YBHS IX: ‘The Propert Bequest’ by Basil A. Smith

Propert Bequest
Art by Stephen Fabian

‘The Propert Bequest’ by Basil A. Smith has one of the most wonderful stories about how it came around to being included in the collection. This is the kind of story that I find incredibly exciting. ‘The Propert Bequest’ originally appeared in Basil A. Smith’s first collection The Scallion Stone (1980) published by Stuart David Schiff and his Whispers Press. Basil A. Smith was an entirely unknown author at the time, his only published story being ‘The Scallion Stone’ which was seen in the first Whispers Anthology in 1977. What makes this story so unique is that Basil A. Smith passed away on December 9th, 1969!

So how did these stories make it into print and Wagner’s anthology? It all traces back to Year’s Best Horror Stories Alum Russell Kirk. In the biography Russell Kirk: American Conservative by Bradley J. Birzer it implies that Kirk meeting the rector of Holy Trinity, Micklegate, York in 1949 was a transformative experience. This rector was one Basil A. Smith. In addition to being an influence on Kirk’s spiritual life, Smith shared with him his love of the English ghost story. Holy Trinity, Micklegate was said to have its own ghosts, Wagner states in his introduction “The church itself, with its twelfth-century nave, was reputedly haunted by apparitions whose silhouettes passed against a great stained-glass window.” Today the stories tell of three main ghosts at Holy Trinity; A nun who was murdered protecting the church, and a mother and child looking for reunification after being buried separately during the time of the plague. It seems Smith gave Kirk a nudge in the direction of writing about the supernatural.

Years later after the passing of Basil A. Smith, Kirk was able to acquire the manuscripts

Fantasy_Newsletter31-01
Art by Stephen Fabian

of stories, Smith had written over the years for his own enjoyment. Kirk being a writer now and having a publishing relationship with Stuart David Schiff of Whispers Press showed the papers to him. ‘The Scallion Stone’ was published first as a short story and then the hardcover collection The Scallion Stone was published in 1980 just in time for Wagner’s collection. When the collection was released initially it got good reviews in a few of the genre magazines. In Fantasy Newsletter #31 Douglas Winter says “these tales are written with uncommon charm, authenticity and an ephemeral Jamesian eeriness that should delight the connoisseur of the antiquarian ghost story.” Sadly years later in a letter to Wagner Schiff states “I wish I had the money to risk on another Smith-type title, but unless I get a PW or LJ review, I cannot make money on a book.” It’s the harsh reality of the publishing business, many wonderful writers aren’t always profitable, especially if not seen by a specific group of folks.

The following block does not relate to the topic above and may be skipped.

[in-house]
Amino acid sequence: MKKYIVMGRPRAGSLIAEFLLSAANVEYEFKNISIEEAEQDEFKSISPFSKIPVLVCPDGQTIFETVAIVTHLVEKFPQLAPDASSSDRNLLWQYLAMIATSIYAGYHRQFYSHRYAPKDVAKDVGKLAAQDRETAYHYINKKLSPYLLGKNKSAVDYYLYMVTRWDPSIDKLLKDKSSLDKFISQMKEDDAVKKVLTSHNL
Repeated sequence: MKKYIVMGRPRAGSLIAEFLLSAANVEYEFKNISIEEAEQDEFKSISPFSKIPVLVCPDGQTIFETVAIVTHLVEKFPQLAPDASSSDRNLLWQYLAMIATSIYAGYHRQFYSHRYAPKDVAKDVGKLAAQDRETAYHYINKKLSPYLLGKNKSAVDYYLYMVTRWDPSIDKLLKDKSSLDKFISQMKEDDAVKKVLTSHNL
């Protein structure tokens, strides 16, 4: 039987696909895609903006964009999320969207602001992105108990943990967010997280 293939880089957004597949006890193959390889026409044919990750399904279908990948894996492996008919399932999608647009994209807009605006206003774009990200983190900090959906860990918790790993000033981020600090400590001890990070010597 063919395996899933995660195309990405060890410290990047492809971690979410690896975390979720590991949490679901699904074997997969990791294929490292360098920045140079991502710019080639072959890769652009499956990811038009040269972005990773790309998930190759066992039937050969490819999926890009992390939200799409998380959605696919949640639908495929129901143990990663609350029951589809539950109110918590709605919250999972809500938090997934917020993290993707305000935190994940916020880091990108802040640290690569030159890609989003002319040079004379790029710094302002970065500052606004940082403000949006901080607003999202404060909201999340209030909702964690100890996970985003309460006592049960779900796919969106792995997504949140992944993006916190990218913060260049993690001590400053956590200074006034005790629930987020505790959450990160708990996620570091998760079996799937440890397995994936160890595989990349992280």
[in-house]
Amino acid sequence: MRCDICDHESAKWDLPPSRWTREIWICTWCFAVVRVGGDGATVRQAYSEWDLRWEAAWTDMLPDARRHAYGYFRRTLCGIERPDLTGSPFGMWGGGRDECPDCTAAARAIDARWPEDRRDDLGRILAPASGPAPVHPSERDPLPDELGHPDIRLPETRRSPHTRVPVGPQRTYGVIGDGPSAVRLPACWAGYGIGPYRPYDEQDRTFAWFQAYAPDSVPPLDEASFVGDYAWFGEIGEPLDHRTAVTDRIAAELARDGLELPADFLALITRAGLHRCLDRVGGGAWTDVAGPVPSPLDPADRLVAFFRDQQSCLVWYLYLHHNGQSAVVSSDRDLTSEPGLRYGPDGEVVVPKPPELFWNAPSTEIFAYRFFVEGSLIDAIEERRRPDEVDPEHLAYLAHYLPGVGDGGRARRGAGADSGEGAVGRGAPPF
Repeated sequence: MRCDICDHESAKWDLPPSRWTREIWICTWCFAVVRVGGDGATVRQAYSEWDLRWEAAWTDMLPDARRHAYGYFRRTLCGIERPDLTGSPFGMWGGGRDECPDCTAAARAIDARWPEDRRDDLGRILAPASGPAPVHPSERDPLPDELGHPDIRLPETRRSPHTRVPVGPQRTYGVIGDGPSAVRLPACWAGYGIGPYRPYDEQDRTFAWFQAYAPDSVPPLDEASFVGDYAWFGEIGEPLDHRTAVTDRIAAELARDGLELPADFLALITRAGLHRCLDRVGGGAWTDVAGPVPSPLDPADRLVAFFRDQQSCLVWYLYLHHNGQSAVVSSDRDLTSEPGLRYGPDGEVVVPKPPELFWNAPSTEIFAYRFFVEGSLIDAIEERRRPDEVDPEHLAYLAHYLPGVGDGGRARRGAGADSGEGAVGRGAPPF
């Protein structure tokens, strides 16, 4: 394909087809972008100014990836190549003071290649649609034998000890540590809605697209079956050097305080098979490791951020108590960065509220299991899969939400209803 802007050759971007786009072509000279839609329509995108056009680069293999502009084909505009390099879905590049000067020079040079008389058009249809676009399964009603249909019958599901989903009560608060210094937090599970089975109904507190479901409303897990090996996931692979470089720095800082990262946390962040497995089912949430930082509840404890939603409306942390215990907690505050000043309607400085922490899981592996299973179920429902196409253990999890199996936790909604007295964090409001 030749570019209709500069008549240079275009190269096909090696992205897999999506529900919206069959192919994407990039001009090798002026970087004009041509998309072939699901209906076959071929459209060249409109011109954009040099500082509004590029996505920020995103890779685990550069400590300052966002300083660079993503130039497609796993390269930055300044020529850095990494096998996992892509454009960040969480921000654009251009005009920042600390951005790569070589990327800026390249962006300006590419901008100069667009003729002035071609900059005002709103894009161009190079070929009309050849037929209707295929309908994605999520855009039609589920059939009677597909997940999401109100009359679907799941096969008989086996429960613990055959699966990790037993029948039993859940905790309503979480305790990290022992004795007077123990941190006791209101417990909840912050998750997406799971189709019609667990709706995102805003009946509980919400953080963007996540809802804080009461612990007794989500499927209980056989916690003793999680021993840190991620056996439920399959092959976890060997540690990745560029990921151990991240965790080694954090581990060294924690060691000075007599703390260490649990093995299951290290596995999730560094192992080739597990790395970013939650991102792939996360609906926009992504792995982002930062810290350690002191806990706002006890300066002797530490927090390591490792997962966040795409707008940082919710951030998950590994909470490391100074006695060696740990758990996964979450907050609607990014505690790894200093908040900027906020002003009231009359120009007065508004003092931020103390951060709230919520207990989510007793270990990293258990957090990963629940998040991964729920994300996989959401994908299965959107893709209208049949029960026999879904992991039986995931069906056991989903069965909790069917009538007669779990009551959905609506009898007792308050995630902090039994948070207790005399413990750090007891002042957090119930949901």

Storywise, ‘The Propert Bequest’ has been my favorite read so far. I agree with Douglas Winter that Smith feels very influenced by M. R. James. The story involves an old Priory that has been converted into a library featuring many old and rare books. Through the eyes of antiquarians, we learn some of the books may involve occult writings and a shadowy person or group is trying to get their hands on them. It has plenty of gothic elements mixed in, including family secrets and secret passages. The climax very much reminded me of the climax of The Name of the Rose by Umberto Eco, oddly also published in 1980 (Italian). This is the longest story in the book measuring to 45 pages almost 1/4 of the entire collection. My only criticism of the story was I felt ahead of the characters at certain points, however, I did not see the reveal of the shadowy shape seen flittering in the library coming. I have my own theories about it and found it a bizarre and fresh take.